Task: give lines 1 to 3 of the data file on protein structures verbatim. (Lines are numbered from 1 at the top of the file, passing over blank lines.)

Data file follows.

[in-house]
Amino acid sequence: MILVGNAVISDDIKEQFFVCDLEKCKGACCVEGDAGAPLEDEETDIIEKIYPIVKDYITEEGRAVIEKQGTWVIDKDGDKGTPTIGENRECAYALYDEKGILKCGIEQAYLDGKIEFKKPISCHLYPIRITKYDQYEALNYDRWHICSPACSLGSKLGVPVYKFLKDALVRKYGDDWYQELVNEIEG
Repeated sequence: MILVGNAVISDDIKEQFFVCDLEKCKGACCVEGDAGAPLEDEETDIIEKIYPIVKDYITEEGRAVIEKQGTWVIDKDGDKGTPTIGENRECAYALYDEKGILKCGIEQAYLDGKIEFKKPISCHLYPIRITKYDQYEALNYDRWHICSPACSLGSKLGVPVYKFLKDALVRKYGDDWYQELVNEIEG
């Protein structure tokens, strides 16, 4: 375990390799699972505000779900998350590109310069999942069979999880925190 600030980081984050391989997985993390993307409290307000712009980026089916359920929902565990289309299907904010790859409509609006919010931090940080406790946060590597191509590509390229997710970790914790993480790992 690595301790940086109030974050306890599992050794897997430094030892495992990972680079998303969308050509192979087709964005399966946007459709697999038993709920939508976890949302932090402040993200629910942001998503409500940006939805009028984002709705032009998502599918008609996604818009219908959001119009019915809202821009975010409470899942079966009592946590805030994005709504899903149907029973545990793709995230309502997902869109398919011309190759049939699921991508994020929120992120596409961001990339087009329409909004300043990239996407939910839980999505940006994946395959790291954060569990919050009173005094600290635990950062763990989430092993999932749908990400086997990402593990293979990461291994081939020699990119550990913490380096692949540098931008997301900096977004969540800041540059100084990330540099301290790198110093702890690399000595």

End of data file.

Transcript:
[in-house]
Amino acid sequence: MILVGNAVISDDIKEQFFVCDLEKCKGACCVEGDAGAPLEDEETDIIEKIYPIVKDYITEEGRAVIEKQGTWVIDKDGDKGTPTIGENRECAYALYDEKGILKCGIEQAYLDGKIEFKKPISCHLYPIRITKYDQYEALNYDRWHICSPACSLGSKLGVPVYKFLKDALVRKYGDDWYQELVNEIEG
Repeated sequence: MILVGNAVISDDIKEQFFVCDLEKCKGACCVEGDAGAPLEDEETDIIEKIYPIVKDYITEEGRAVIEKQGTWVIDKDGDKGTPTIGENRECAYALYDEKGILKCGIEQAYLDGKIEFKKPISCHLYPIRITKYDQYEALNYDRWHICSPACSLGSKLGVPVYKFLKDALVRKYGDDWYQELVNEIEG